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In light of President Donald Trump’s announcement this month that the United States now recognizes Jerusalem as the capital of Israel, a UT professor can provide some background on the history of conflict surrounding that city and offer analysis about public response to the president’s action.

The president’s announcement highlights the long-simmering tensions over the city, which is important to Jewish, Muslim, and Christian traditions, said Erin Darby, assistant professor of religious studies, who specializes in ancient Jerusalem.

The statement does not clarify which the US will recognize as the capital of Israel—West Jerusalem, which Israel controlled before 1967, or a united Jerusalem, which also encompasses East Jerusalem, home to a majority Palestinian population. The concern for many parties is that recognizing a united Jerusalem could normalize Israeli control over areas of the city taken during the Six-Day War that remain contested today. It could also make it difficult for a Palestinian state to locate its capital in East Jerusalem, a demand that has remained central in peace negotiations.

The status of the city is a sticking point in a potential peace agreement between Israelis and Palestinians.

“Everyone will read the statement a particular way. It leaves room for some kind of deniability on the part of the United States,” Darby said. “Many Palestinians will read this as confirming their suspicions that America has never been an independent third party in peace negotiations. Instead, they may perceive it as being on the side of Israel.”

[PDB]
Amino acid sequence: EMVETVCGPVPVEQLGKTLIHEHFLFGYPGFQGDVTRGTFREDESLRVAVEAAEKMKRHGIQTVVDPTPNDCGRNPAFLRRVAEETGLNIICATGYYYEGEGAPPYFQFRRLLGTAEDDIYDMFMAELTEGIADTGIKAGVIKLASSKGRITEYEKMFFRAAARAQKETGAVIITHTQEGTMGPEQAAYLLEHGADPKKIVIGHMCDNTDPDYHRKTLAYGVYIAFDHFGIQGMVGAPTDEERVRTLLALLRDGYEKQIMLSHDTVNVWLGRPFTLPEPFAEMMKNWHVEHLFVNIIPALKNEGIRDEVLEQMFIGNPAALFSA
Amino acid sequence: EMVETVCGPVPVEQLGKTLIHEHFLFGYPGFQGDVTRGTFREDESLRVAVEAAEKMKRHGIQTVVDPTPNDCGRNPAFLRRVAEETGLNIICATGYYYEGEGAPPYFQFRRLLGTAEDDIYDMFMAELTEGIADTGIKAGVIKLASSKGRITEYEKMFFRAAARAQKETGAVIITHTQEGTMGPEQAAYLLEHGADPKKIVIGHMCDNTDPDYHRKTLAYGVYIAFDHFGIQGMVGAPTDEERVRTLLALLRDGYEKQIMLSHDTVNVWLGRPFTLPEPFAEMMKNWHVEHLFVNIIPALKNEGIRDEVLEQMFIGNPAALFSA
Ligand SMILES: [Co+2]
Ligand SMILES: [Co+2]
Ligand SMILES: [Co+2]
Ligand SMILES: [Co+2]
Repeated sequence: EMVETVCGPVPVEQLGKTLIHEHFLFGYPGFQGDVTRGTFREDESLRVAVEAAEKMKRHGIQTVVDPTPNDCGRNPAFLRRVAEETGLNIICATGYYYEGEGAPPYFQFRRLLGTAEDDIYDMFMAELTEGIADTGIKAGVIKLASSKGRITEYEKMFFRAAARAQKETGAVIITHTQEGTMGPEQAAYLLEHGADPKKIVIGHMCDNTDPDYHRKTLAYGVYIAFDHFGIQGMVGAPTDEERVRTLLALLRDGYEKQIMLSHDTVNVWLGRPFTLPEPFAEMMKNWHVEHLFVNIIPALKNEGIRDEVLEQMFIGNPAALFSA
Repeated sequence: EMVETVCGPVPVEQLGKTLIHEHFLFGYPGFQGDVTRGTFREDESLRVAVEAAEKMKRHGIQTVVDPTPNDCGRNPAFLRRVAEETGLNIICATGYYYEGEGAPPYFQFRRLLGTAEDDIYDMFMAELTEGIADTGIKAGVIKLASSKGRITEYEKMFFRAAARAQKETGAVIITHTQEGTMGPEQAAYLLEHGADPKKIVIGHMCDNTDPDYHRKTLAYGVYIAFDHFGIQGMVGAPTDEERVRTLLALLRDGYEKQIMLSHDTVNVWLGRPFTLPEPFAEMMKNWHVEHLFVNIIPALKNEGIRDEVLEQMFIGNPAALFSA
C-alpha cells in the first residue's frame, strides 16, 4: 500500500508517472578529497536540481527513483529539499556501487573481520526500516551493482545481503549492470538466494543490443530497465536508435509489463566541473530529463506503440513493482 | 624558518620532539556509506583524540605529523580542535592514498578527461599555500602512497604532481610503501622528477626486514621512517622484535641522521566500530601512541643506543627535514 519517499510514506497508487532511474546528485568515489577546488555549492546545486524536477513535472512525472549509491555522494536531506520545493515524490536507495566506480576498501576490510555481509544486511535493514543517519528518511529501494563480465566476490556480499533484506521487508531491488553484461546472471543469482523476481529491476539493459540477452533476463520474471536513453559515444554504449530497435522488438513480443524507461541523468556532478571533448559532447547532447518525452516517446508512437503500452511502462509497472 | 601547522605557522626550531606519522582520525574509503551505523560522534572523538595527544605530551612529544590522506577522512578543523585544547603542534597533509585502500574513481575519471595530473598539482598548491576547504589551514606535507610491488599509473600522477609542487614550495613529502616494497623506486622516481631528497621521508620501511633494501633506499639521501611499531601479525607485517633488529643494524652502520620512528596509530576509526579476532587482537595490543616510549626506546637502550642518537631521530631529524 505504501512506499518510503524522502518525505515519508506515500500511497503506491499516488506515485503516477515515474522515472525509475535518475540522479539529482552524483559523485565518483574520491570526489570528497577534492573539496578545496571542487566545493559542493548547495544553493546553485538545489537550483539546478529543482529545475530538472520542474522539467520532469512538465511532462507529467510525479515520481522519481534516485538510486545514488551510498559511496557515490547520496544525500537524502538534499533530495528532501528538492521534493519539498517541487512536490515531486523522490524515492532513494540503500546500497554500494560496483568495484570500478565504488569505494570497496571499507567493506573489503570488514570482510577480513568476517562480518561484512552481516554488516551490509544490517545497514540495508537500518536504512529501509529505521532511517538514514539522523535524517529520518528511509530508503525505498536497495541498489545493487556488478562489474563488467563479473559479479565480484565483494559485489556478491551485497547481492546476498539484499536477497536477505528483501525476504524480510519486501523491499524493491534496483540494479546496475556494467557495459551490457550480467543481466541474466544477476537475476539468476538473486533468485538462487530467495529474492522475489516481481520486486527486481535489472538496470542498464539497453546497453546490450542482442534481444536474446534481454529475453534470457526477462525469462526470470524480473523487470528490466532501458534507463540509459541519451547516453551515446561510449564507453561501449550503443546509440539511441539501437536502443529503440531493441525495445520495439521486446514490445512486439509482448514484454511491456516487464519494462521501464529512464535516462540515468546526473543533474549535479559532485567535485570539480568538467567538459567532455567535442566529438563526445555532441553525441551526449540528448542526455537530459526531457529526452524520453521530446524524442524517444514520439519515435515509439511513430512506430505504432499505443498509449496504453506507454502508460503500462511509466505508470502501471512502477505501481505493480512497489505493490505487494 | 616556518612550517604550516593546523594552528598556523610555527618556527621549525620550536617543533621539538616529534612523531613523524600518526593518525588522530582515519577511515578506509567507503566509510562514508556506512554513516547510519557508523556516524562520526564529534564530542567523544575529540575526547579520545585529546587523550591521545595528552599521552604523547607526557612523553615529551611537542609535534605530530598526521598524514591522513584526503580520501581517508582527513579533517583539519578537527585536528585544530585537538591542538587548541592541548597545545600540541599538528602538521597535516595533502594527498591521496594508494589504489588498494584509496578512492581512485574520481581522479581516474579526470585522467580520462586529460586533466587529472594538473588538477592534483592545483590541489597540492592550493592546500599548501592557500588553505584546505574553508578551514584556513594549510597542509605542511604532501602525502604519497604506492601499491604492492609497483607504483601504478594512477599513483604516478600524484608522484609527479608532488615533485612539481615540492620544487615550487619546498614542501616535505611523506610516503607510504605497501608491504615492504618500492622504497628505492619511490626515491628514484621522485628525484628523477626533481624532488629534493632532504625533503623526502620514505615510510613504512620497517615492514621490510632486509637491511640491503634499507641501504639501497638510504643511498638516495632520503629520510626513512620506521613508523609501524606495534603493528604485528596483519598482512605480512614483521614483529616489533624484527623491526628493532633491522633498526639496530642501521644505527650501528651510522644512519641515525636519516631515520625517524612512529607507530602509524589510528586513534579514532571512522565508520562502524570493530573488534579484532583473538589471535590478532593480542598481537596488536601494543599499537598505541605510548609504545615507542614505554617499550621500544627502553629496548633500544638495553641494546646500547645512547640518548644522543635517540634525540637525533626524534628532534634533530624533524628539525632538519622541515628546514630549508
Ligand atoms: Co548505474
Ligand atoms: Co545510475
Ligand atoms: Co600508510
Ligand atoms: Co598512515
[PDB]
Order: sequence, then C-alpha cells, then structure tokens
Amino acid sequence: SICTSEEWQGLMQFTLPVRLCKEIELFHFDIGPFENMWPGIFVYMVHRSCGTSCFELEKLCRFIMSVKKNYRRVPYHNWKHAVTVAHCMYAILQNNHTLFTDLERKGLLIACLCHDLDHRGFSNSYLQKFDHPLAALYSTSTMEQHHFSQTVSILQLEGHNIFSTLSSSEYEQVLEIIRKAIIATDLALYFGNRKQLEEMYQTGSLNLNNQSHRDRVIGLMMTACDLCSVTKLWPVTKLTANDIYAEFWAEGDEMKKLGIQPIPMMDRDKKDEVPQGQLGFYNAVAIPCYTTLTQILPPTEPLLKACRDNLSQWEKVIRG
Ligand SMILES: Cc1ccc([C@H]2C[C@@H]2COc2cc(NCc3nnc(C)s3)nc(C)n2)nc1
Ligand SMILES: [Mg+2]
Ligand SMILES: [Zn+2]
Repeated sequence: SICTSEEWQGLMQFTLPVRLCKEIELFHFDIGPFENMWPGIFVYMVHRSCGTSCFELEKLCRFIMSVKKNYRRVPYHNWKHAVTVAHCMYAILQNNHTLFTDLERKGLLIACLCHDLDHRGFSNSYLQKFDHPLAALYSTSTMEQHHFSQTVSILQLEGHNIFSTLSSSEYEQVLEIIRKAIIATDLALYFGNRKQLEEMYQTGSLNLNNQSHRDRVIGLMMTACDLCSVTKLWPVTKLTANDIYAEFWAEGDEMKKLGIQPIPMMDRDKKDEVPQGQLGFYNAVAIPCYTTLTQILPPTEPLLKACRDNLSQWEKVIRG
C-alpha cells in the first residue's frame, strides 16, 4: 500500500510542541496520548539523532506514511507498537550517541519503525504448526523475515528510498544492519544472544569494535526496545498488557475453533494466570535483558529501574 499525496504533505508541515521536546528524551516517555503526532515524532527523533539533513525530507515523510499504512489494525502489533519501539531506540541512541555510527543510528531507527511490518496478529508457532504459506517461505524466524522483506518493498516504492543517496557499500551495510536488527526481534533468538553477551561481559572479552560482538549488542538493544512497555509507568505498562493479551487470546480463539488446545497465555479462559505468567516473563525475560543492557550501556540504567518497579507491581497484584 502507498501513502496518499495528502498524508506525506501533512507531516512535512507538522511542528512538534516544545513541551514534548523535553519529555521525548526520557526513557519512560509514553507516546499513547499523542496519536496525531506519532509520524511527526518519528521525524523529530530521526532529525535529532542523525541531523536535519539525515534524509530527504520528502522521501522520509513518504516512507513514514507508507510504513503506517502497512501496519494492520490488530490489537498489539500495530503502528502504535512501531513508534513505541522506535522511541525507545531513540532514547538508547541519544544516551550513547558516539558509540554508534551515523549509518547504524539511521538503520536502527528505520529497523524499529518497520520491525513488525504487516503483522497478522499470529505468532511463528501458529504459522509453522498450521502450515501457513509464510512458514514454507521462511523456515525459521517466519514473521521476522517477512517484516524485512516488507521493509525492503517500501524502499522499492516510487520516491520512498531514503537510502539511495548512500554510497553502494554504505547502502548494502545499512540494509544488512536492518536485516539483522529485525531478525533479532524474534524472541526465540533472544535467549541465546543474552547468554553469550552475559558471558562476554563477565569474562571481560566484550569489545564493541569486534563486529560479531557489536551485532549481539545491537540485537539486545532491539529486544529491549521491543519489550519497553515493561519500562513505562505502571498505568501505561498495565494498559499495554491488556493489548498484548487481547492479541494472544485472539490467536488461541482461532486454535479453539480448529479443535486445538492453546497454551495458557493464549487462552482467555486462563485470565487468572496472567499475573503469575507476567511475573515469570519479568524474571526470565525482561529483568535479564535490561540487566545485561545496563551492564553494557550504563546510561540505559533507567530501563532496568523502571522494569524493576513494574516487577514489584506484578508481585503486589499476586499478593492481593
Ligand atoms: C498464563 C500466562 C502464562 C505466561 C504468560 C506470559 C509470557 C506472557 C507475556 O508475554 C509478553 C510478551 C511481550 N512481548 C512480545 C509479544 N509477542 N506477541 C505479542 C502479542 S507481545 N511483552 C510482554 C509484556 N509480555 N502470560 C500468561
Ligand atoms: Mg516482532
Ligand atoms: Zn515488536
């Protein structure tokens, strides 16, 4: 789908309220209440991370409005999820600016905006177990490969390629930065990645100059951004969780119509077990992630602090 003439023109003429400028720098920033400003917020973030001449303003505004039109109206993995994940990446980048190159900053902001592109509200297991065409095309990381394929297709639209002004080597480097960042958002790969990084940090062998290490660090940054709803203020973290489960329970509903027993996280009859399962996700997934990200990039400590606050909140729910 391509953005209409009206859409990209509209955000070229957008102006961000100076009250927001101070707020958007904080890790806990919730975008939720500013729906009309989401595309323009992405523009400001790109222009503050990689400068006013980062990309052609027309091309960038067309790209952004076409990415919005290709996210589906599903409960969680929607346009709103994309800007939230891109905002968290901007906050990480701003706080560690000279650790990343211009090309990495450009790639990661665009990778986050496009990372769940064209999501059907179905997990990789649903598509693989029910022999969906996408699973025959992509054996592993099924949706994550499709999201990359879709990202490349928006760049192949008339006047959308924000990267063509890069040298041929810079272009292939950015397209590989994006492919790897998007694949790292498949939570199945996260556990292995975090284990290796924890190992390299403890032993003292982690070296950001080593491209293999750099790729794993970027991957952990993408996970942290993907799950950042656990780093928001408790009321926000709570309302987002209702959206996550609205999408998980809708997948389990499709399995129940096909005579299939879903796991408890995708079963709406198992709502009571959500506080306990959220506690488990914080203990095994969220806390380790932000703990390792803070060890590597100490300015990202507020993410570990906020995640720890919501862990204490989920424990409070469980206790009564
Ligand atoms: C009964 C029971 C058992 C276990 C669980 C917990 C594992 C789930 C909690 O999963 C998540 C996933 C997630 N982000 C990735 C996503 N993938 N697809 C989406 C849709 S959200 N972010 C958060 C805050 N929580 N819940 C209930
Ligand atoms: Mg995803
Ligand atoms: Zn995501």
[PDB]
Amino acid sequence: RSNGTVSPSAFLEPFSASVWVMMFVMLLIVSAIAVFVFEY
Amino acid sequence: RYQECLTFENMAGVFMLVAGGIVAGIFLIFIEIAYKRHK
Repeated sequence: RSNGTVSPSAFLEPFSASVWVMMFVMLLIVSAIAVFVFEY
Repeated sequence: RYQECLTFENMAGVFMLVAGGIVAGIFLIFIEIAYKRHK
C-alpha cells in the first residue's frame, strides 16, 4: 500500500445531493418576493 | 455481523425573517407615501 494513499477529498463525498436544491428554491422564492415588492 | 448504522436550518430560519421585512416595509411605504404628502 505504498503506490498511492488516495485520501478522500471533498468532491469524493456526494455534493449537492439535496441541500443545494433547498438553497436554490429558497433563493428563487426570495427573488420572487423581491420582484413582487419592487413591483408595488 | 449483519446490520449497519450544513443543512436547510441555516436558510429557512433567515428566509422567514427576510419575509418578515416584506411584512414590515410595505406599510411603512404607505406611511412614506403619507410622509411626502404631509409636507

Furthering the confusion, the US indicated it would sign a waiver to not move the embassy from Tel Aviv to Jerusalem due to logistical challenges.

“From a practical level, little may change in the short run. But at a symbolic level, it’s a ripple in time,” Darby said.

She added that despite the religious and political tensions surrounding the city, compassion is needed in discussions about Jerusalem.

“These are human people who have real lives and have experienced real loss. And they are multidimensional,” Darby said. “In Knoxville, we have a lot of citizens who come from both Palestine and Israel, not to mention other areas of the Middle East. They have serious personal investments in the form of families there. Try to remember that there are people here for whom it is a heart as well as a head issue.”

The full breadth of the situation can be hard for Westerners to grasp, Darby said.

“The lives of Jerusalemites are hard all the time. The atmosphere can feel like a pressure cooker,” she said. “What we can do from the safety of our living rooms is to start with empathy for the hearts and minds of the people in that region.”

CONTACT:

Lola Alapo (865-974-3993, lalapo@utk.edu)

Erin Darby (865-974-2466, edarby1@utk.edu)